What’s your job? As a coach of a team it’s to push the team to improve, to win games, to develop athletes and people (your answer may vary but you need to have an answer). This is your WHY.
What’s your HOW? Most coaches spend the most time in the HOW of our world, yet that focus is often rampant with inefficiencies.
Your job, Coach, is to get obstacles out of your team’s way. Think about and test the things that might be holding an individual or the whole team back. Know what the variables are, measure and ID the struggles and the strengths. Perhaps it’s skill level that’s repressing success. Then, get to work planning ways to teach techniques and setting up routines to improve these areas. Perhaps you have reached a ceiling in any particular case and need to work on tweaking your recruiting plan and execution. The answer itself is not the most important thing, it’s knowing the questions.
Maybe an obstacle is the way your program communicates, the way you communicate; perhaps it’s a misunderstanding of the standards and expectations for any part of your program, or goals that are not clearly defined…your facilities, the perception of your resources, the vision of your future, the abilities of your staff…there are many possibilities.
Pick a place to start, investigate, plan and work to clear a path for your team.
Things are not getting done well, games are being lost or played poorly, your business or team culture is not moving you forward…but at least you have your health.
This phrase is also commonly expressed as, “it’s not like it’s life or death…”.
These are excuses of the highest order. What do those statements actually mean in this context? What does death have to do with it? Mostly it’s a way of finding something–anything–positive in a crappy situation.
The reality is that saying these things does not make you feel better, but you can pretend it does. It’s a way of taking something totally irrelevant and giving it importance so that the failures are minimized.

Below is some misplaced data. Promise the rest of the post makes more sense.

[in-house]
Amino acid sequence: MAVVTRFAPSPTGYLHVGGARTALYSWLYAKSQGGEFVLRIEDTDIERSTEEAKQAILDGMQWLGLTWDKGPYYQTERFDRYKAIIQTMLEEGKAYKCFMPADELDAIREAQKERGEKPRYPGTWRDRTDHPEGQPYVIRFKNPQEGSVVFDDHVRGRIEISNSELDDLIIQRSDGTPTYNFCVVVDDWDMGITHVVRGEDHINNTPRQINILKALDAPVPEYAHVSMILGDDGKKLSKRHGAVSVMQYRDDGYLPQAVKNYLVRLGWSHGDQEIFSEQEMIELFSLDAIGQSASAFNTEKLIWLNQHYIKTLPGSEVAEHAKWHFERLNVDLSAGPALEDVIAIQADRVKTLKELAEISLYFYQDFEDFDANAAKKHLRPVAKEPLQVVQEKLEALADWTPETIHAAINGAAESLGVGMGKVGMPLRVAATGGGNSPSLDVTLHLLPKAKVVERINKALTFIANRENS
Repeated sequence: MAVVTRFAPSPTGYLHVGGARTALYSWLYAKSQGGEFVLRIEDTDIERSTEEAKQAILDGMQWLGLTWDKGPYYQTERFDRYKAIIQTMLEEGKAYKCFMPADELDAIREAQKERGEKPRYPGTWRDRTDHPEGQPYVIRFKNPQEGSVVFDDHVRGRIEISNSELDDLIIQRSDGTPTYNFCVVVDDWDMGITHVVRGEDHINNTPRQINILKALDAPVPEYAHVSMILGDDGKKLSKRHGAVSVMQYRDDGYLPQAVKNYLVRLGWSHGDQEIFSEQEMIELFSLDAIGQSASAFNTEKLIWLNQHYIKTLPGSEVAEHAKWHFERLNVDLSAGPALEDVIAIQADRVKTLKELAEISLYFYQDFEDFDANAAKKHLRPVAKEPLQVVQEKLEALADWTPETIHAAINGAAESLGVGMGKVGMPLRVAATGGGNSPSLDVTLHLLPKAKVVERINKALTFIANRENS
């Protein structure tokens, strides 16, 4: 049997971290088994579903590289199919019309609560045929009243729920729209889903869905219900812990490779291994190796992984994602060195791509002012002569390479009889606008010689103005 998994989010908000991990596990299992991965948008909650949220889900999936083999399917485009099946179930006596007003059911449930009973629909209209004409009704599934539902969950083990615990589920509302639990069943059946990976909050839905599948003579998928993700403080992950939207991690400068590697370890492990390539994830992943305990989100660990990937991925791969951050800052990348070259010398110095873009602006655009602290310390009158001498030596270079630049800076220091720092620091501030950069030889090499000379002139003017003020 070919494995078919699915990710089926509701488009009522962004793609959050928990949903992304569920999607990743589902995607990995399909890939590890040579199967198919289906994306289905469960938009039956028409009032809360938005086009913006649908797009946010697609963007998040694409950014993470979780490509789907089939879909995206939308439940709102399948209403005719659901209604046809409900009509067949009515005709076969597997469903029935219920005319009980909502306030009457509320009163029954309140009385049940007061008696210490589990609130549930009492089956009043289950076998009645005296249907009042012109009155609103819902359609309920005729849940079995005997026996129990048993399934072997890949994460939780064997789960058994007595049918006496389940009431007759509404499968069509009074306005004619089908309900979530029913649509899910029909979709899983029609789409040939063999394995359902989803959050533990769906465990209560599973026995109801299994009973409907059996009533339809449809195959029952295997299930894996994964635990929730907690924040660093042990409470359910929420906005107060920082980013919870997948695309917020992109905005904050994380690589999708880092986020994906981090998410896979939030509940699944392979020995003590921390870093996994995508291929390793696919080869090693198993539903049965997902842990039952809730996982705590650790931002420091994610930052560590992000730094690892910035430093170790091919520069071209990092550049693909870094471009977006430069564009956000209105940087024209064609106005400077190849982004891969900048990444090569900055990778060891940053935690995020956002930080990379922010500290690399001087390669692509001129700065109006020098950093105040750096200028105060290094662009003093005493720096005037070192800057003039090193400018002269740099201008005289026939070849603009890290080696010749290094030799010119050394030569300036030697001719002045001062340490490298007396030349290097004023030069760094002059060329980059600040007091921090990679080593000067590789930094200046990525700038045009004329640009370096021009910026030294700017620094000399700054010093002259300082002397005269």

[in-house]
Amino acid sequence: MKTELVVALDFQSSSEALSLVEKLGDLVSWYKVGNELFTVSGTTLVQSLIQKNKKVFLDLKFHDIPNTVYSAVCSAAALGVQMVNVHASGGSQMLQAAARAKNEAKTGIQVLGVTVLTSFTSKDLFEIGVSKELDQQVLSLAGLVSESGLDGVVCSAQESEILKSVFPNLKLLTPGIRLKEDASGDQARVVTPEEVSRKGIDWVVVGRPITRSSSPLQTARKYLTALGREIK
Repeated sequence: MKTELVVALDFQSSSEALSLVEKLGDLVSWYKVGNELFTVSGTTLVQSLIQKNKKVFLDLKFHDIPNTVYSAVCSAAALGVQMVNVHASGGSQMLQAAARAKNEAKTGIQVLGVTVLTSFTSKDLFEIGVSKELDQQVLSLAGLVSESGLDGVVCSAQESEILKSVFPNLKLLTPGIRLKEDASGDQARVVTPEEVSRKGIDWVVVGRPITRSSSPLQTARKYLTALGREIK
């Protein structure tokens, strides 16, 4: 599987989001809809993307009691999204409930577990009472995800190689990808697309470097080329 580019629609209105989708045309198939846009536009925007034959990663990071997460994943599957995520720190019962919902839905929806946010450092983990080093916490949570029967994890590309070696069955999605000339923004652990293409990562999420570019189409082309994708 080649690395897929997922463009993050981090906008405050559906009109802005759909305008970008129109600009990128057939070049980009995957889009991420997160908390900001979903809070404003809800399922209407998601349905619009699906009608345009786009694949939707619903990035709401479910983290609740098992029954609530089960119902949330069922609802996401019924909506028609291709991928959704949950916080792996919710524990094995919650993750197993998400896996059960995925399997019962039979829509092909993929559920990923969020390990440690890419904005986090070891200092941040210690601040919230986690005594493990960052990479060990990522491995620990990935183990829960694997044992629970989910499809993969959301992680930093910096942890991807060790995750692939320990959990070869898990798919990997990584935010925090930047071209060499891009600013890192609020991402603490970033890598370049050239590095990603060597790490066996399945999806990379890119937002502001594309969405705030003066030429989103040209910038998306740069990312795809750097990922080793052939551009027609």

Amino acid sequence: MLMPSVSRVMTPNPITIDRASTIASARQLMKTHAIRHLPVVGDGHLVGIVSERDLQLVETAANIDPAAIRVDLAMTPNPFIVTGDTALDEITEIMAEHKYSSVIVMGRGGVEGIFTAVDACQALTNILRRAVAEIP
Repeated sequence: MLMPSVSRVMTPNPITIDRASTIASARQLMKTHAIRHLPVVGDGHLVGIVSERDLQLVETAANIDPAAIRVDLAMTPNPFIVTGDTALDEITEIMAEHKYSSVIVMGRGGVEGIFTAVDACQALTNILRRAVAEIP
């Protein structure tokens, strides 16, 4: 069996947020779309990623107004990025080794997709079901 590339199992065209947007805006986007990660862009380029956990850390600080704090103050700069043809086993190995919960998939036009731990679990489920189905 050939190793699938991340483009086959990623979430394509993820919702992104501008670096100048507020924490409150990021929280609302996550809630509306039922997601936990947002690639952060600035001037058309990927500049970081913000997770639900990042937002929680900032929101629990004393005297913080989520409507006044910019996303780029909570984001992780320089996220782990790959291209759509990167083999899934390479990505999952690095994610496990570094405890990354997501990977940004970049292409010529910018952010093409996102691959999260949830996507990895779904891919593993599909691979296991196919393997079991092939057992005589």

It’s a coverup.
Of course your life and your health–and that of those around you–is important. The sentiment is real, but not in the context of a coaching or team failure. It’s the failure itself that you should be examining and celebrating as a catalyst.
Do the challenging work of planning, working the plan and then assessing the result, and get to work on making a better plan, or improving the execution. The PEAR process is a crucial, underutilized tool for improvement. Stay away from the coverup.
Experience can be a great teacher. Brains and bodies work more smoothly together after thousands of reps, we learn how we work and decide what works for us.
On the other hand we often do things simply because we’ve always done them that way. “This is the way I am,” “that works for me,” “I know the best way to do that, ” are things we tell ourselves. Do we actually consider if these things are true? Perhaps we are just fearful of change. For sure we are fearful of change!
Experience also may cause us to miss out on new and positive tools and information. “Keeping an open mind” is one thing, actively seeking the best way to do things is quite another, and doesn’t need to be a sea change.
Take time to look at your team closely. The drills, practice design, rules, methods of teaching; review and assess everything and see if you are still in love with your systems. You may find that it ain’t broke but still needs work.